Gene Summary

Gene:ARID1A; AT rich interactive domain 1A (SWI-like)
Aliases: ELD, B120, OSA1, P270, hELD, BM029, MRD14, hOSA1, BAF250, C1orf4, BAF250a, SMARCF1
Summary:This gene encodes a member of the SWI/SNF family, whose members have helicase and ATPase activities and are thought to regulate transcription of certain genes by altering the chromatin structure around those genes. The encoded protein is part of the large ATP-dependent chromatin remodeling complex SNF/SWI, which is required for transcriptional activation of genes normally repressed by chromatin. It possesses at least two conserved domains that could be important for its function. First, it has a DNA-binding domain that can specifically bind an AT-rich DNA sequence known to be recognized by a SNF/SWI complex at the beta-globin locus. Second, the C-terminus of the protein can stimulate glucocorticoid receptor-dependent transcriptional activation. It is thought that the protein encoded by this gene confers specificity to the SNF/SWI complex and may recruit the complex to its targets through either protein-DNA or protein-protein interactions. Two transcript variants encoding different isoforms have been found for this gene. [provided by RefSeq, Jul 2008]
Databases:OMIM, VEGA, HGNC, Ensembl, GeneCard, Gene
Protein:AT-rich interactive domain-containing protein 1A
Source:NCBIAccessed: 06 August, 2015


What does this gene/protein do?
Show (22)
Pathways:What pathways are this gene/protein implicaed in?
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Cancer Overview

Research Indicators

Publications Per Year (1990-2015)
Graph generated 06 August 2015 using data from PubMed using criteria.

Literature Analysis

Mouse over the terms for more detail; many indicate links which you can click for dedicated pages about the topic.

  • Breast Cancer
  • Transcription Factors
  • Chromosomal Proteins, Non-Histone
  • Exome
  • Endometrial Cancer
  • Staging
  • Transcriptome
  • Cervical Cancer
  • Phosphatidylinositol 3-Kinases
  • Translocation
  • Mutation
  • Genetic Predisposition
  • DNA Copy Number Variations
  • DNA Mutational Analysis
  • DNA Helicases
  • Survival Rate
  • ARID1A
  • Nuclear Proteins
  • High-Throughput Nucleotide Sequencing
  • Epigenetics
  • Gene Expression Profiling
  • Genome, Human
  • p53 Protein
  • Endometriosis
  • Transforming Growth Factor beta
  • Endometrioid Carcinoma
  • Immunohistochemistry
  • DNA Sequence Analysis
  • Cancer Gene Expression Regulation
  • Ovarian Cancer
  • Tumor Suppressor Gene
  • DNA-Binding Proteins
  • Clear Cell Adenocarcinoma
  • Chromosome 1
  • Tumor Stem Cell Assay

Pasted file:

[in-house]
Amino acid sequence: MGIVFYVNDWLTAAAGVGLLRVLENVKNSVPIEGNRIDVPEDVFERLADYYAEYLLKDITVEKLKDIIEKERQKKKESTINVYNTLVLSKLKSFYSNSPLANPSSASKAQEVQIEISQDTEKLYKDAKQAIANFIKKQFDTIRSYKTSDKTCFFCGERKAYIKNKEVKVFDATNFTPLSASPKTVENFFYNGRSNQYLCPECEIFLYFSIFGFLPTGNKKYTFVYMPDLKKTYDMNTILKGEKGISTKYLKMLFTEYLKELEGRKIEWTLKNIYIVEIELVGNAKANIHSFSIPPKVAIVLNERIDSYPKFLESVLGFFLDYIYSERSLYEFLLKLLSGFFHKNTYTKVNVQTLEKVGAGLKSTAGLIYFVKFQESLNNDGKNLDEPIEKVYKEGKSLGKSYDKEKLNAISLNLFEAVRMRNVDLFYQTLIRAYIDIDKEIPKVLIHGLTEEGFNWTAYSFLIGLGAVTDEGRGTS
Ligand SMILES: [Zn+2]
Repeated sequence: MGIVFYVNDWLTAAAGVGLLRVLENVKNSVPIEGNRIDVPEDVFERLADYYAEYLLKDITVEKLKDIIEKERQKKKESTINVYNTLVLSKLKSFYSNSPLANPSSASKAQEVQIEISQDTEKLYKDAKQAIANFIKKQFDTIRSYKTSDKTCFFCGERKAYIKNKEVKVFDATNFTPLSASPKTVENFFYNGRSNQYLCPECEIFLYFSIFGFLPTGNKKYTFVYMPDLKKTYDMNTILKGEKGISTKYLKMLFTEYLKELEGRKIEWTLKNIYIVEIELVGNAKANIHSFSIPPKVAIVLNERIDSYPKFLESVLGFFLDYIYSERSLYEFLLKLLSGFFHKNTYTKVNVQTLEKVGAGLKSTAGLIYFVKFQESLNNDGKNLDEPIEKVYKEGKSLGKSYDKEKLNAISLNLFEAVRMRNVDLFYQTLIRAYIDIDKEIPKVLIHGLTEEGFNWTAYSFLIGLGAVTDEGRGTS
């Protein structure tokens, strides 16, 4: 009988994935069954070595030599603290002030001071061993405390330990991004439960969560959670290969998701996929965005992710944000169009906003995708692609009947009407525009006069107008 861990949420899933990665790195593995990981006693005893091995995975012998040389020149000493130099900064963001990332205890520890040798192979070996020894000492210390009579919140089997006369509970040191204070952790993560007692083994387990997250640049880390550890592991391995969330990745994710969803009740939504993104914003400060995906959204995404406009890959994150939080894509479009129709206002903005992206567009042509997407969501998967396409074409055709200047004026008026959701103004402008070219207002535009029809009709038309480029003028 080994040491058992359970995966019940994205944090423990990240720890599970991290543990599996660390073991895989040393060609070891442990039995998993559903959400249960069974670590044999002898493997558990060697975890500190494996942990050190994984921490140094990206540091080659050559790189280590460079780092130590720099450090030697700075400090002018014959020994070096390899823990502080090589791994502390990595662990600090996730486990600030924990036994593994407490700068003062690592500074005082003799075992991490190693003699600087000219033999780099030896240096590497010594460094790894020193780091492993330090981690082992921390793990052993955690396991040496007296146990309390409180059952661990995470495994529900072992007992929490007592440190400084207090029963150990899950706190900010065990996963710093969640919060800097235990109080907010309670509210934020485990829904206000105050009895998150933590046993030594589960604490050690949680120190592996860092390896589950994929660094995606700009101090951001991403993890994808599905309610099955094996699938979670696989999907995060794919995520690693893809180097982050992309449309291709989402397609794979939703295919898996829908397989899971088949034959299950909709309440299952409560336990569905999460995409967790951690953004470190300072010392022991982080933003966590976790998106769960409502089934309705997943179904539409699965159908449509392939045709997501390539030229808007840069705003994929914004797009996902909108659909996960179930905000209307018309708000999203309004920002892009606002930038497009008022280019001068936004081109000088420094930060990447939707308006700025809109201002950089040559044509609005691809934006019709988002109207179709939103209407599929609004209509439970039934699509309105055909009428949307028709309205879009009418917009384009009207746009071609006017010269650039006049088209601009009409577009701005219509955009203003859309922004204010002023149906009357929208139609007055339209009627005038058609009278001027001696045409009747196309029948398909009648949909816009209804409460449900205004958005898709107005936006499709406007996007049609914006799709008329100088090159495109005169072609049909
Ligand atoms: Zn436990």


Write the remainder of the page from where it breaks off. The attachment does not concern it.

• Adenocarcinoma
  • Chromatin Assembly and Disassembly
  • Molecular Sequence Data
  • Base Sequence
  • Tumor Markers
  • Uterine Cancer
  • Microsatellite Instability
Tag cloud generated 06 August, 2015 using data from PubMed, MeSH and CancerIndex

Specific Cancers (6)

Data table showing topics related to specific cancers and associated disorders. Scope includes mutations and abnormal protein expression.

Note: list is not exhaustive. Number of papers are based on searches of PubMed (click on topic title for arbitrary criteria used).

Latest Publications: ARID1A (cancer-related)

Faraj SF, Chaux A, Gonzalez-Roibon N, et al.
Immunohistochemical expression of ARID1A in penile squamous cell carcinomas: a tissue microarray study of 112 cases.
Hum Pathol. 2015; 46(5):761-6 [PubMed] Related Publications
ARID1A, a member of the chromatin remodeling genes family, has been suggested as a novel tumor suppressor gene in gynecologic malignancies. However, its role in penile cancer has yet to be determined. This study assesses the immunohistochemical expression of ARID1A in penile squamous cell carcinoma (SCC) and its association with pathologic features, human papillomavirus (HPV) status, and previously reported mammalian target of rapamycin pathway markers in the same cohort. Four tissue microarrays were constructed from 112 cases of formalin-fixed, paraffin-embedded penile SCC from Paraguay. Each tumor was sampled 3 to 12 times. ARID1A expression was evaluated by immunohistochemistry using a polyclonal rabbit anti-ARID1A (BAF250A) antibody. An H score was calculated in each spot as the sum of expression intensity (0-3+) by extent (0%-100%). Median H score per case was used for statistical analysis. ARID1A expression was observed in all cases, ranging from 3% to 100% of tumor cells (median, 95%). In 96 cases (86%), ARID1A expression was observed in 90% or more tumor cells. HPV DNA was detected in 20 (38%) of 52 analyzed samples. There was a significant trend of association between ARID1A and histologic grade. ARID1A expression was not associated with histologic subtype (P = .61) or HPV status (P = .18). ARID1A expression decreased with decreasing levels of PTEN expression (P = .01). ARID1A was expressed in penile SCC, in most cases at high levels. A significant trend of association was found between histologic grade and ARID1A expression, with lower ARID1A expression, lower histologic grades, and decreased PTEN expression.

Ozawa Y, Nakamura Y, Fujishima F, et al.
Decreased expression of ARID1A contributes to infiltrative growth of esophageal squamous cell carcinoma.
Tohoku J Exp Med. 2015; 235(3):185-91 [PubMed] Related Publications